II. Practical systems. You will get acquainted with a range of practical applications of NLG; a few will be discussed in detail: candidates applications are medical decision support, knowledge editing, and robo-journalism. Strengths, weaknesses, and opportunities for the practical deployment of these systems will be discussed. If time allows, we will devote attention to multimodal systems, which produce documents in which pictures or diagrams complement a generated text.

III. Module in focus: Referring Expressions Generation. We will zoom in on one part of the standard NLG pipeline, which is responsible for the generation of referring expressions (e.g., as when an NLG system says “the city where you work”, or “the area north of the river Rhine”). We will discuss a range of rule-based algorithms, and some that are based on Machine Learning.

IV. Perspectives on NLG. We will discuss what linguists, philosophers, and other theoreticians have to say about human language production, and how this relates to NLG. We may start with a Gricean approach, and continue with the Bayesian-inspired Rational Speech Acts approach. We will ask how accurate and how explanatory existing NLG algorithms are as models of human language production (i.e., human speaking and writing), and what are the main open questions for research in this area.

The core of the course will be presented in lectures. Additionally, students will be asked to read, present, and discuss some key papers and systems which illustrate the issues listed above.

Big data

Big Data is as much a buzz word as an apt description of a real problem: the amount of data generated per day is growing faster than our processing abilities. Hence the need for algorithms and data structures which allow us, e.g., to store, retrieve and analyze vast amounts of widely varied data that streams in at high velocity.

In this course we will limit ourselves to data mining aspects of the Big Data problem, more specifically to the problem of classification in a Big Data setting. To make algorithms viable for huge amounts of data they should have low complexity, in fact it is easy to think of scenarios where only sublinear algorithms are practical. That is, algorithms that see only a (vanishingly small) part of the data: algorithms that only sample the data.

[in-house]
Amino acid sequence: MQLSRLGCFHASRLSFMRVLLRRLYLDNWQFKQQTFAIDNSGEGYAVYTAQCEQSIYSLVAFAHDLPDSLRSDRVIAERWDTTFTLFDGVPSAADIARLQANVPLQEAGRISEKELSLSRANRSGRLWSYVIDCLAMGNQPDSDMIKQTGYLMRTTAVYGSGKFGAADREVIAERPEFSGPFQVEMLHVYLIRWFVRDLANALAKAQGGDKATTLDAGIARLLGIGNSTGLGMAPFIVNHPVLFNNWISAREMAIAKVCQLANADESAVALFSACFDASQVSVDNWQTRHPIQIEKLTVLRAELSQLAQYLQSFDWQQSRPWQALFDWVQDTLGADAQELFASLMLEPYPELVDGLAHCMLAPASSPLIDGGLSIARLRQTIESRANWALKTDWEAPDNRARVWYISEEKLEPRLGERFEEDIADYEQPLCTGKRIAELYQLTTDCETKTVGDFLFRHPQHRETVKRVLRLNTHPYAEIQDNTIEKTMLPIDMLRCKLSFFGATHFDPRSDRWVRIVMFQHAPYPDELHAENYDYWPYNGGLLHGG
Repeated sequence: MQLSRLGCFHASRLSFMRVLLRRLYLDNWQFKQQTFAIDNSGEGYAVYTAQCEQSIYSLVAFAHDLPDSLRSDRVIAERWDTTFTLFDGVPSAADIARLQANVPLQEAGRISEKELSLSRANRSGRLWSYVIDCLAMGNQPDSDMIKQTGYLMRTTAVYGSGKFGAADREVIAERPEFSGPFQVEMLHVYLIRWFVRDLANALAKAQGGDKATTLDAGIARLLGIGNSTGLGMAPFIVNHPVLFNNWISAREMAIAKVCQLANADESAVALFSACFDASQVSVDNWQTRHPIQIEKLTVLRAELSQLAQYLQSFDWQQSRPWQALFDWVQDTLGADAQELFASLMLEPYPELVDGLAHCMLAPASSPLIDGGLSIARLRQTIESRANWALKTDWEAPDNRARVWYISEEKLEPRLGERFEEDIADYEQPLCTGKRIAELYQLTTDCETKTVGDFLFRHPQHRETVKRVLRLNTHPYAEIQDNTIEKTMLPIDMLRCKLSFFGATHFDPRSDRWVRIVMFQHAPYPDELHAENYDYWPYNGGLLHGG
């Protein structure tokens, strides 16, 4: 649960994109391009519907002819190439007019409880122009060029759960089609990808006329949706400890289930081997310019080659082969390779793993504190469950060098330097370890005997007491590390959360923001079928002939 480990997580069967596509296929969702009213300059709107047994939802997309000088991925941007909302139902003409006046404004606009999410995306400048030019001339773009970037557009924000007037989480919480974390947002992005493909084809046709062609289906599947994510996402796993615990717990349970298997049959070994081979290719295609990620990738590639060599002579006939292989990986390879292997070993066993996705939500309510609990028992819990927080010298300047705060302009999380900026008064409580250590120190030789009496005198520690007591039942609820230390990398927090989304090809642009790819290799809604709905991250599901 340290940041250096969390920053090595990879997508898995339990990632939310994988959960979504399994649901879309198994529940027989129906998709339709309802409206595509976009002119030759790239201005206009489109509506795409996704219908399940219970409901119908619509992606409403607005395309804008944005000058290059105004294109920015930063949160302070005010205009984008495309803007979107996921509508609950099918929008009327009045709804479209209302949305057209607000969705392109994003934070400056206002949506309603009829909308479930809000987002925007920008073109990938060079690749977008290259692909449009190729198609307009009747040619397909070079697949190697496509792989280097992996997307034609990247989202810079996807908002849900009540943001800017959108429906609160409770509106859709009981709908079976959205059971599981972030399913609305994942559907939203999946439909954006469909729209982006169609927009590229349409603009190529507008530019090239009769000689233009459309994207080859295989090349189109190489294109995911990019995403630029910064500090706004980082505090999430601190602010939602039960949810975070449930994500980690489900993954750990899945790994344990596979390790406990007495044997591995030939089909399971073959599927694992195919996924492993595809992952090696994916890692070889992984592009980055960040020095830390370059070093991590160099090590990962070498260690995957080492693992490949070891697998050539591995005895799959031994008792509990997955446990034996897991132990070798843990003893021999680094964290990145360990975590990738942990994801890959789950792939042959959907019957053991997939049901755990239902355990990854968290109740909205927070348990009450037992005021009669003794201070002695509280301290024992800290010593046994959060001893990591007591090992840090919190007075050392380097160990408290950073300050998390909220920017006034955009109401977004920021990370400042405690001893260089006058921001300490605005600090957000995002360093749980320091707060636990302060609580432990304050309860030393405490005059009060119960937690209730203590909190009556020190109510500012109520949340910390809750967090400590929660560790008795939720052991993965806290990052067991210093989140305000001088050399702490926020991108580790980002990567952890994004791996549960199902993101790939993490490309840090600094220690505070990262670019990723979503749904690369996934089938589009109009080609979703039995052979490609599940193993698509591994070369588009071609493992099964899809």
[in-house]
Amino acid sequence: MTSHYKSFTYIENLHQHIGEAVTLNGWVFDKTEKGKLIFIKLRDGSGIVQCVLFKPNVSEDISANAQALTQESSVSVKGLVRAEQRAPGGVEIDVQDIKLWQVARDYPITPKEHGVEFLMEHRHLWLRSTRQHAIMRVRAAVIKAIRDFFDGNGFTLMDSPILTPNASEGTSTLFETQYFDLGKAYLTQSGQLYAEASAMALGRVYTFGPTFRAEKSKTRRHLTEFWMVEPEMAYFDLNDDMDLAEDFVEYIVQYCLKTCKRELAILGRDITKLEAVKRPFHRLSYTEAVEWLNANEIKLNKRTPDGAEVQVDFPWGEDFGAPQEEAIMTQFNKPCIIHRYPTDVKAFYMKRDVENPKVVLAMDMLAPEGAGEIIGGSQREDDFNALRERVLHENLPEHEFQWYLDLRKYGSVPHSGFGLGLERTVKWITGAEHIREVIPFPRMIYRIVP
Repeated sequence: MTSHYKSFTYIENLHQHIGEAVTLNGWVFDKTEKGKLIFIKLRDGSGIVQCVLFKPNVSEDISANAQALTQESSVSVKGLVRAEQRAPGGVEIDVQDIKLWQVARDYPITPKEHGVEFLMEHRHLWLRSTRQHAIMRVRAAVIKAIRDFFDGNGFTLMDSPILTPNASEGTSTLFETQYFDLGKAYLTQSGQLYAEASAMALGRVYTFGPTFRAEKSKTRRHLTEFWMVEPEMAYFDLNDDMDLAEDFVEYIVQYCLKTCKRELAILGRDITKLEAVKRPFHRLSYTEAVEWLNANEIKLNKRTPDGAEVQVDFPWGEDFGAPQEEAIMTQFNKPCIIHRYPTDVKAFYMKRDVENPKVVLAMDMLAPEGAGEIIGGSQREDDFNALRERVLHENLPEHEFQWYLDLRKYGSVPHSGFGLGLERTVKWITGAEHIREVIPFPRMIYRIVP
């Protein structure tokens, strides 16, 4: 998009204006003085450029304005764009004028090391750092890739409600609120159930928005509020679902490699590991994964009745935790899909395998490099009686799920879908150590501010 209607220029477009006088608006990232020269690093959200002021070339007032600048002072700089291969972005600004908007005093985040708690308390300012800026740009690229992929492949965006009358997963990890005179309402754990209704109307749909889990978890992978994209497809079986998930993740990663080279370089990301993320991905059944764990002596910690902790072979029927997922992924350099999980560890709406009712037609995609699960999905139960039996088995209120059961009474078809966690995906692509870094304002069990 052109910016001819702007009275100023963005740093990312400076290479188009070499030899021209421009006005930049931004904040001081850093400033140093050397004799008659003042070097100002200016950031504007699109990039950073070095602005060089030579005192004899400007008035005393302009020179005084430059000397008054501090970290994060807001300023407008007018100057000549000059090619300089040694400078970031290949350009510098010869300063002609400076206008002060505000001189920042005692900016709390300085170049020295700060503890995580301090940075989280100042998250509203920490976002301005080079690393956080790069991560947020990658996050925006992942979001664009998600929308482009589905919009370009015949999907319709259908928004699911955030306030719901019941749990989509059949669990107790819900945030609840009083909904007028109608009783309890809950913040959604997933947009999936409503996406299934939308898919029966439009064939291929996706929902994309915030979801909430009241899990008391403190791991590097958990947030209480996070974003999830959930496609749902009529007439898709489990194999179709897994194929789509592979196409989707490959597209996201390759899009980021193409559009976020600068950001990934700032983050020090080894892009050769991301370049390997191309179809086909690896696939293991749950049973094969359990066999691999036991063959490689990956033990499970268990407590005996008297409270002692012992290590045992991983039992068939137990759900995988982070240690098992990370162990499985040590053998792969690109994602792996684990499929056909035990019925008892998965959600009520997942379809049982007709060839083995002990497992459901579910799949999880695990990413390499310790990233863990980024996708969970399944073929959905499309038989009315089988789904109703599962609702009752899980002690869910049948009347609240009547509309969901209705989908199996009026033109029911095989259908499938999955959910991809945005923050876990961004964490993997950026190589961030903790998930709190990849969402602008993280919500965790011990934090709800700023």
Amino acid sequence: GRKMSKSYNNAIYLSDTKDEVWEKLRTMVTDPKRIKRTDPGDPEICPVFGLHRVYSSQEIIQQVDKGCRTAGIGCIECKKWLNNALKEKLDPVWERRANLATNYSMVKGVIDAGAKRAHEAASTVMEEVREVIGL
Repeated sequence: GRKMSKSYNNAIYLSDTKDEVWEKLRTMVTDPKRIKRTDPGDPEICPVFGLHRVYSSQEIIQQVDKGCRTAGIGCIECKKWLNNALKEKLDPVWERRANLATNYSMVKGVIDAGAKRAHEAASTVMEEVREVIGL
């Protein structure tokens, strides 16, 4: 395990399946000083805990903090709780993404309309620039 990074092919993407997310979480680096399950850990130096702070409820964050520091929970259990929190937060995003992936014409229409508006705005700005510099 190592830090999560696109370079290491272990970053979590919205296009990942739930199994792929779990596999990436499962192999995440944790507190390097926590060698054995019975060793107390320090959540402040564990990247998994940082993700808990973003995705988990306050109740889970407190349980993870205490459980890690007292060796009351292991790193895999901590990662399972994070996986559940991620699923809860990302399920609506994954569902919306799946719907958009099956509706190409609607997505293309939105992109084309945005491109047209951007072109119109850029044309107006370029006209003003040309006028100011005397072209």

We start by studying PAC learning, where we study tight bounds to learn (simple) concepts almost always almost correctly from a sample of the data; both in the clean (no noise) and in the agnostic (allowing noise) case. The concepts we study may appear to allow only for very simple – hence, often weak – classifiers. However, the boosting theorem shows that they can represent whatever can be represented by strong classifiers.

PAC learning algorithms are based on the assumption that a data set represents only one such concept, which obviously isn’t true for almost any real data set. So, next we turn to frequent pattern mining, geared to mine all concepts from a data set. After introducing basic algorithms to compute frequent patterns, we will look at ways to speed them up by sampling using the theoretical concepts from the PAC learning framework.

Science Based Entrepreneurship

In Entrepreneurship, students integrate knowledge from previous modules. Issues such as the entrepreneurial process (idea generation, opportunity recognition and opportunity evaluation), the identification of market relations and network, the understanding of different entrepreneurial cultures, and entrepreneurial concepts are being discussed. In addition, students apply acquired knowledge; this includes the development, evaluation and presentation of a business plan.

Work format:

  • Lectures, tutorials, work groups, presentations

Assessment:

  • group project (40%), final exam (60%)

Requirements engineering

The course will cover the following topics:

  • The RE process and its activities
  • Standards and tools
  • Agile RE, user stories
  • Requirements elicitation
  • Linguistic aspects of natural language requirements
  • From requirements to architectures
  • Requirements prioritization
  • Maturity assessment
  • (Verification of) formal specifications
  • Release planning
  • Requirements traceability
  • Crowd RE

All information about the course will be made available through Blackboard before the course starts.

To qualify for the retake exam, the grade of the original must be at least 4.

Meaningful (Linked) Data Interaction

Seminar Multimedia Discourse Interaction

Multimedia Discourse Interaction addresses the complexity of interacting with information present in different information carriers, such as language (written or spoken), image, video, music and (scientific) data. The goal is to convey information to a user in an effective way.

Knowledge of cognitive capabilities and limitations, such as information processing speeds, can be used to inform the design of useful and efficient ways of searching, browsing, studying, analysing and communicating information in a way that is appropriate to a user's task, knowledge and skills. Subsequently, the fragments of relevant information that are selected from multiple sources must be combined for meaningful presentation to the user. Models and theories exist, for example in artificial intelligence, but also in the fields of film theory and computational linguistics, that describe communication structures, such as narratives or arguments. These can be used to inform the process of selecting and assembling specific media fragments or selections of data into a presentation appropriate to an end‐user's information needs.